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NCPA Responds to Administration’s Budget Proposal

Tuesday, February 13, 2018   (0 Comments)
Posted by: Janet Anderson
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NCPA Responds to Administration’s Budget Proposal


ALEXANDRIA, Va. (Feb. 13, 2018) – National Community Pharmacists Association CEO B. Douglas Hoey, Pharmacist, MBA, issued the following statement today regarding the Trump Administration’s budget proposal:


“We’re still reviewing the full scope of President Trump’s budget proposal, and nearly all of its contents are subject to Congressional review and approval. Based on an initial reading, several issues jump out.


“First, the proposal’s call for better aligned incentives in the Part D program is a step in the right direction. As policymakers evaluate sharing a portion of manufacturer rebates with Medicare beneficiaries at the pharmacy counter, it’s critical for pharmacy price concessions commonly referred to as ‘DIR fees’ to be a part of that discussion. These growing, retroactive fees wreak havoc on community pharmacies, which are often a vital access point for prescription drugs in rural and urban underserved areas. Accounting for them instead at the point of sale would give these providers greater certainty in making business decisions. We encourage the Centers for Medicare and Medicaid Services to move forward on adapting this reform, which the agency suggested in a broader, recent proposed rule.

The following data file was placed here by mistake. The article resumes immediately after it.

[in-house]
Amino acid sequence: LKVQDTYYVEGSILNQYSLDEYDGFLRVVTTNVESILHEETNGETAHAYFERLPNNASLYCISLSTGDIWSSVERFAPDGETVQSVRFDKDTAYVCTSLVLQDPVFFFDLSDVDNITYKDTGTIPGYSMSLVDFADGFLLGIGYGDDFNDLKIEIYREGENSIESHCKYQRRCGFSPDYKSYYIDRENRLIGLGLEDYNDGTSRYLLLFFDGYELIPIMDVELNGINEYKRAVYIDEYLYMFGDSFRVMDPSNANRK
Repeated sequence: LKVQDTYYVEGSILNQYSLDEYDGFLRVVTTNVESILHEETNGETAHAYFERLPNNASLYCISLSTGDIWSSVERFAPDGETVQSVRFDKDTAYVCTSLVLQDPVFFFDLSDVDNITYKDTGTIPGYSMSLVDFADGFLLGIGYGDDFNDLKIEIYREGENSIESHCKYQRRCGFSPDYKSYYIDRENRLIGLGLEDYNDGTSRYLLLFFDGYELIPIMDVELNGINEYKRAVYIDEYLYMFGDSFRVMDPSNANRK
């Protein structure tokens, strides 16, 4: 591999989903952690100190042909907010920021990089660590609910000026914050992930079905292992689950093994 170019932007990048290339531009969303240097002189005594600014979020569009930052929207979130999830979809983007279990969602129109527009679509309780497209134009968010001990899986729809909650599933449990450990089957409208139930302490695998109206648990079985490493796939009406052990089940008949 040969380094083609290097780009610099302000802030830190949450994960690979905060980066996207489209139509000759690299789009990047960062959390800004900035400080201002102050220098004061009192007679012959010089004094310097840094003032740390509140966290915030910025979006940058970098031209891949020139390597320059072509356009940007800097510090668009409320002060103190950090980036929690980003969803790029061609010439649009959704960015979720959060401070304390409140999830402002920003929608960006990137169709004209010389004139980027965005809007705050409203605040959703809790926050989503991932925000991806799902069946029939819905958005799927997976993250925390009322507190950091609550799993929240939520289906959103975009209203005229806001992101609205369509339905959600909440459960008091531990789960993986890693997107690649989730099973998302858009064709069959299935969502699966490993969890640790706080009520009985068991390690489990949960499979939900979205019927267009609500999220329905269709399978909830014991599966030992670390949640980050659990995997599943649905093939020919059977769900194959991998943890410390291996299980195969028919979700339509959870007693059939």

“Second, the budget proposes new resources to combat the opioid epidemic. Community pharmacies are well-positioned as part of that effort, such as expanding access to medication-assisted treatment.


“Third, proposals to eliminate cost sharing for generic drugs for some beneficiaries and an annual cap on out-of-pocket costs deserve greater consideration as pharmacists work to support medication adherence.


“Fourth, it’s essential that Congress and the Administration support convenient access in both the Medicare and Medicaid programs to prescription drugs at community pharmacies that work best for each particular patient. Patients who stick with their medication are much less likely to seek costlier health care services, which can drive up program expenses. Funding for these programs must facilitate reasonable access.”

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